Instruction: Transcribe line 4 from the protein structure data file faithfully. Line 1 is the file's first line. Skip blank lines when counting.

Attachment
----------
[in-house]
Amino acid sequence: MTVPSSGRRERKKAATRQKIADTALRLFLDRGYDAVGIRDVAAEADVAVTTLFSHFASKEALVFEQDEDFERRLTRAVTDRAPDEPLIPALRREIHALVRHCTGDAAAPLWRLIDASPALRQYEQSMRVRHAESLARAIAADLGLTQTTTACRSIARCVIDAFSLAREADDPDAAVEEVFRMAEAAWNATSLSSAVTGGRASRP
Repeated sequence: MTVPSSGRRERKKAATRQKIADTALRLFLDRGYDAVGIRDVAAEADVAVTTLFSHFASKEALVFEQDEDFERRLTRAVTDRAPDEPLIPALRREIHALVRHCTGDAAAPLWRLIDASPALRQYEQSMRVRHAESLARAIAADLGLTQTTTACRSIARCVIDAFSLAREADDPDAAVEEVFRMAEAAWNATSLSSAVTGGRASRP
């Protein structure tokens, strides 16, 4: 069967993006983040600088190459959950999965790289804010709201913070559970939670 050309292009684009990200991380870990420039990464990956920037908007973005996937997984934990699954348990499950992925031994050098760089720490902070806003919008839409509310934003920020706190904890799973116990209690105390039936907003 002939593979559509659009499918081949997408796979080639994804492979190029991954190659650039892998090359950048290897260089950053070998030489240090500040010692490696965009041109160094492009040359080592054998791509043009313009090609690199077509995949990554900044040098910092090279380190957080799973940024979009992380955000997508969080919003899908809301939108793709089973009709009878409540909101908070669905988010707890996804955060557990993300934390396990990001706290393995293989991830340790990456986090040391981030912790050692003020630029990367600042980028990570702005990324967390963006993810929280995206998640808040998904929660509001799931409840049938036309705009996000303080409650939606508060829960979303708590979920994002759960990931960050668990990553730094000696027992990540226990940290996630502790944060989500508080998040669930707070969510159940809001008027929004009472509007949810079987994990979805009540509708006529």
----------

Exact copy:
């Protein structure tokens, strides 16, 4: 069967993006983040600088190459959950999965790289804010709201913070559970939670 050309292009684009990200991380870990420039990464990956920037908007973005996937997984934990699954348990499950992925031994050098760089720490902070806003919008839409509310934003920020706190904890799973116990209690105390039936907003 002939593979559509659009499918081949997408796979080639994804492979190029991954190659650039892998090359950048290897260089950053070998030489240090500040010692490696965009041109160094492009040359080592054998791509043009313009090609690199077509995949990554900044040098910092090279380190957080799973940024979009992380955000997508969080919003899908809301939108793709089973009709009878409540909101908070669905988010707890996804955060557990993300934390396990990001706290393995293989991830340790990456986090040391981030912790050692003020630029990367600042980028990570702005990324967390963006993810929280995206998640808040998904929660509001799931409840049938036309705009996000303080409650939606508060829960979303708590979920994002759960990931960050668990990553730094000696027992990540226990940290996630502790944060989500508080998040669930707070969510159940809001008027929004009472509007949810079987994990979805009540509708006529």